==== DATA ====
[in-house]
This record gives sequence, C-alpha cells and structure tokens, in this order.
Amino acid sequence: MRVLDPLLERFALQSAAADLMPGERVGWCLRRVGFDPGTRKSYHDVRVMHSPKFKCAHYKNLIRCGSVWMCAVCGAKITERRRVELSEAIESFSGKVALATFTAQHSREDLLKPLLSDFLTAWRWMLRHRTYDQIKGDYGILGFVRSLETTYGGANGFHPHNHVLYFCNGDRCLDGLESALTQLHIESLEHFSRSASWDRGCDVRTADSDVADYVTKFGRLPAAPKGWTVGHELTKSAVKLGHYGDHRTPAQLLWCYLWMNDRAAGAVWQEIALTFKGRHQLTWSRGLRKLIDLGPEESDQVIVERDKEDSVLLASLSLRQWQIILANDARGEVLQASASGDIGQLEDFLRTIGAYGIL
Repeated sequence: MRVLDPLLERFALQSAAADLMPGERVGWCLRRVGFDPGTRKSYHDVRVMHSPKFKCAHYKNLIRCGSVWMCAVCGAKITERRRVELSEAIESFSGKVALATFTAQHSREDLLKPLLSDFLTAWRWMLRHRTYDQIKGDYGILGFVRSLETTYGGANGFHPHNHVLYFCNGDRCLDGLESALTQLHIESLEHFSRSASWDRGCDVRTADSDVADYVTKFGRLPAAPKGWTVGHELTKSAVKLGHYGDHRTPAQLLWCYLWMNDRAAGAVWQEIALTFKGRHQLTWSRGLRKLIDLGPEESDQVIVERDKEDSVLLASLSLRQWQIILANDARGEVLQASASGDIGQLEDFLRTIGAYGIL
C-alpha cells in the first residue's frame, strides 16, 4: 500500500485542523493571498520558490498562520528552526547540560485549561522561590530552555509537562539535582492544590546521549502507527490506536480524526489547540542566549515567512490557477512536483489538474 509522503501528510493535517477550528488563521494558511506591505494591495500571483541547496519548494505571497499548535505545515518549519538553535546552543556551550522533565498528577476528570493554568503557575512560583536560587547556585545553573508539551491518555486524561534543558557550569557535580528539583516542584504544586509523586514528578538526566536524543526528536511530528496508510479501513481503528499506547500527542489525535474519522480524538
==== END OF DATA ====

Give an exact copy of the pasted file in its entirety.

[in-house]
This record gives sequence, C-alpha cells and structure tokens, in this order.
Amino acid sequence: MRVLDPLLERFALQSAAADLMPGERVGWCLRRVGFDPGTRKSYHDVRVMHSPKFKCAHYKNLIRCGSVWMCAVCGAKITERRRVELSEAIESFSGKVALATFTAQHSREDLLKPLLSDFLTAWRWMLRHRTYDQIKGDYGILGFVRSLETTYGGANGFHPHNHVLYFCNGDRCLDGLESALTQLHIESLEHFSRSASWDRGCDVRTADSDVADYVTKFGRLPAAPKGWTVGHELTKSAVKLGHYGDHRTPAQLLWCYLWMNDRAAGAVWQEIALTFKGRHQLTWSRGLRKLIDLGPEESDQVIVERDKEDSVLLASLSLRQWQIILANDARGEVLQASASGDIGQLEDFLRTIGAYGIL
Repeated sequence: MRVLDPLLERFALQSAAADLMPGERVGWCLRRVGFDPGTRKSYHDVRVMHSPKFKCAHYKNLIRCGSVWMCAVCGAKITERRRVELSEAIESFSGKVALATFTAQHSREDLLKPLLSDFLTAWRWMLRHRTYDQIKGDYGILGFVRSLETTYGGANGFHPHNHVLYFCNGDRCLDGLESALTQLHIESLEHFSRSASWDRGCDVRTADSDVADYVTKFGRLPAAPKGWTVGHELTKSAVKLGHYGDHRTPAQLLWCYLWMNDRAAGAVWQEIALTFKGRHQLTWSRGLRKLIDLGPEESDQVIVERDKEDSVLLASLSLRQWQIILANDARGEVLQASASGDIGQLEDFLRTIGAYGIL
C-alpha cells in the first residue's frame, strides 16, 4: 500500500485542523493571498520558490498562520528552526547540560485549561522561590530552555509537562539535582492544590546521549502507527490506536480524526489547540542566549515567512490557477512536483489538474 509522503501528510493535517477550528488563521494558511506591505494591495500571483541547496519548494505571497499548535505545515518549519538553535546552543556551550522533565498528577476528570493554568503557575512560583536560587547556585545553573508539551491518555486524561534543558557550569557535580528539583516542584504544586509523586514528578538526566536524543526528536511530528496508510479501513481503528499506547500527542489525535474519522480524538